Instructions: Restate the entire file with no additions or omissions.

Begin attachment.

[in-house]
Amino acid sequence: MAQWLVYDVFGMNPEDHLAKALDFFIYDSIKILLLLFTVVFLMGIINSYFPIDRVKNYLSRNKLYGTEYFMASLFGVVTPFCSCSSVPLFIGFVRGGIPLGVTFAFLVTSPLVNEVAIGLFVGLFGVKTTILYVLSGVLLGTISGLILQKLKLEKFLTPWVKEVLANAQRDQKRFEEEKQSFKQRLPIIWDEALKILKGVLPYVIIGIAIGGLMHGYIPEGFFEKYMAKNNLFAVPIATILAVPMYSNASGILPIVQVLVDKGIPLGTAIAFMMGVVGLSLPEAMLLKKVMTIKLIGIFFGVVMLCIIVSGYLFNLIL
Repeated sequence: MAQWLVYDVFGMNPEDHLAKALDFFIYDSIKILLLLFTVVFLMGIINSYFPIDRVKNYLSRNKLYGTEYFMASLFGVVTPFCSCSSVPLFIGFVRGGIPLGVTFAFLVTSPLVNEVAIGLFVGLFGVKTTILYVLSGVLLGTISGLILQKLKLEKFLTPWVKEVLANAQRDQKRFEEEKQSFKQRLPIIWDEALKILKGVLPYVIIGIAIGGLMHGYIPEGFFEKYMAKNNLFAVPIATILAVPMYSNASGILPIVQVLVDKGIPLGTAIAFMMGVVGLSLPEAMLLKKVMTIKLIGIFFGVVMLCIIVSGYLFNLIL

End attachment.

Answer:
[in-house]
Amino acid sequence: MAQWLVYDVFGMNPEDHLAKALDFFIYDSIKILLLLFTVVFLMGIINSYFPIDRVKNYLSRNKLYGTEYFMASLFGVVTPFCSCSSVPLFIGFVRGGIPLGVTFAFLVTSPLVNEVAIGLFVGLFGVKTTILYVLSGVLLGTISGLILQKLKLEKFLTPWVKEVLANAQRDQKRFEEEKQSFKQRLPIIWDEALKILKGVLPYVIIGIAIGGLMHGYIPEGFFEKYMAKNNLFAVPIATILAVPMYSNASGILPIVQVLVDKGIPLGTAIAFMMGVVGLSLPEAMLLKKVMTIKLIGIFFGVVMLCIIVSGYLFNLIL
Repeated sequence: MAQWLVYDVFGMNPEDHLAKALDFFIYDSIKILLLLFTVVFLMGIINSYFPIDRVKNYLSRNKLYGTEYFMASLFGVVTPFCSCSSVPLFIGFVRGGIPLGVTFAFLVTSPLVNEVAIGLFVGLFGVKTTILYVLSGVLLGTISGLILQKLKLEKFLTPWVKEVLANAQRDQKRFEEEKQSFKQRLPIIWDEALKILKGVLPYVIIGIAIGGLMHGYIPEGFFEKYMAKNNLFAVPIATILAVPMYSNASGILPIVQVLVDKGIPLGTAIAFMMGVVGLSLPEAMLLKKVMTIKLIGIFFGVVMLCIIVSGYLFNLIL